PALM BEACH, Fla. - When it comes to holiday light displays on Palm Beach island, perfection is paramount. But not every family wants their home to look picture perfect. Some are daring to be different.
A lot of time, effort and about $75,000 in private donations make Worth Avenue look as elegant as it does for this special time of year. But some Palm Beachers want more than just pretty white lights to make this holiday bright.
"I think it's a very elegant look. It's fantastic," said Leonard Schulz of ChristmasDesigners.com , a business that has decorated the island for 15 years - all in white, twinkling lights.
Some Palm Beachers, however, want a little more color for Christmas.
"Santa Claus is always pretty tough to get up there," said Frank Coniglio, whose oceanfront home harkens back to the holidays of his childhood in a predominately Italian neighborhood in Washington D.C. "Everybody in the neighborhood would be all colored lights, very seldom just all white lights," he said of holidays past.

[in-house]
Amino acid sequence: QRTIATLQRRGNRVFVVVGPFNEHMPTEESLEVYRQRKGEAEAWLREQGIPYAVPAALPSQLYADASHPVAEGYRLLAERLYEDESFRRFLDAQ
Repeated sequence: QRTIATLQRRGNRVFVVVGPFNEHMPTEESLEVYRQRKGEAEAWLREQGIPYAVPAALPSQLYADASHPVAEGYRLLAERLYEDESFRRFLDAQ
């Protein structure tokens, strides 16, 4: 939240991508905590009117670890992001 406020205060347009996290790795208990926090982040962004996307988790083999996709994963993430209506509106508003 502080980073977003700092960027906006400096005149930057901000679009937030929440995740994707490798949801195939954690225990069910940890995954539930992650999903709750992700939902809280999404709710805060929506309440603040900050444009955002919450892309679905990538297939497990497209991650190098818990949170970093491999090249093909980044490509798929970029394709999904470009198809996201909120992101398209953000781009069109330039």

Amid the white lights all over the island, Coniglio is daring to be different.
"What better way to do it than have a lot of decorations?," he asked.
From his singing Santa to the palm trees wrapped in colorful lights, Coniglio did not do this all on his own. His wife, Gail Coniglio, the mayor of the town of Palm Beach, helped.
"Oh, I love it. It's a celebration of certainly the happiness and the joy of the season," she said.
The town she was elected to run may be adorned in white, but the Coniglio's home looks and sounds like nothing else on the island.
"I don't think it's being different," she said. "I think it's being happy."
Mr. Coniglio says even more lights are on the way. Is he starting a trend around the island? No, not just yet. But the experts say it is always a possibility.
"Our crews always get excited when we do a job in color because usually we are doing white," said Schulz.
The Palm Beach town manager says there are no regulations when it comes to how residents decorate their private property for the holidays, giving people like the Coniglios the 'green light' to be bold with their holiday displays.